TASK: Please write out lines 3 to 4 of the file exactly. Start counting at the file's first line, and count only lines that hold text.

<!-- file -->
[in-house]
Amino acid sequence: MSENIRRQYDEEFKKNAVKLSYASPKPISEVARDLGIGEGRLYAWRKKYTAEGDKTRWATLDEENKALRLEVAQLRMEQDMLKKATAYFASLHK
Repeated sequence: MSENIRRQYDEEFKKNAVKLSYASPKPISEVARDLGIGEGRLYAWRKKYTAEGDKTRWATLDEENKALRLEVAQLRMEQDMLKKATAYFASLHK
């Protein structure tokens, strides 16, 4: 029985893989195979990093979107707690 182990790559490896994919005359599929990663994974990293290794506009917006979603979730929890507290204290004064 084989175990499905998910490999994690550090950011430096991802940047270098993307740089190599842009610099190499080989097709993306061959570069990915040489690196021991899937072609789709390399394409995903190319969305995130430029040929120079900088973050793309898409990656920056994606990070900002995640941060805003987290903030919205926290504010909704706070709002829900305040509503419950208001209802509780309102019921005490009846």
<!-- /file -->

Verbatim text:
Repeated sequence: MSENIRRQYDEEFKKNAVKLSYASPKPISEVARDLGIGEGRLYAWRKKYTAEGDKTRWATLDEENKALRLEVAQLRMEQDMLKKATAYFASLHK
């Protein structure tokens, strides 16, 4: 029985893989195979990093979107707690 182990790559490896994919005359599929990663994974990293290794506009917006979603979730929890507290204290004064 084989175990499905998910490999994690550090950011430096991802940047270098993307740089190599842009610099190499080989097709993306061959570069990915040489690196021991899937072609789709390399394409995903190319969305995130430029040929120079900088973050793309898409990656920056994606990070900002995640941060805003987290903030919205926290504010909704706070709002829900305040509503419950208001209802509780309102019921005490009846």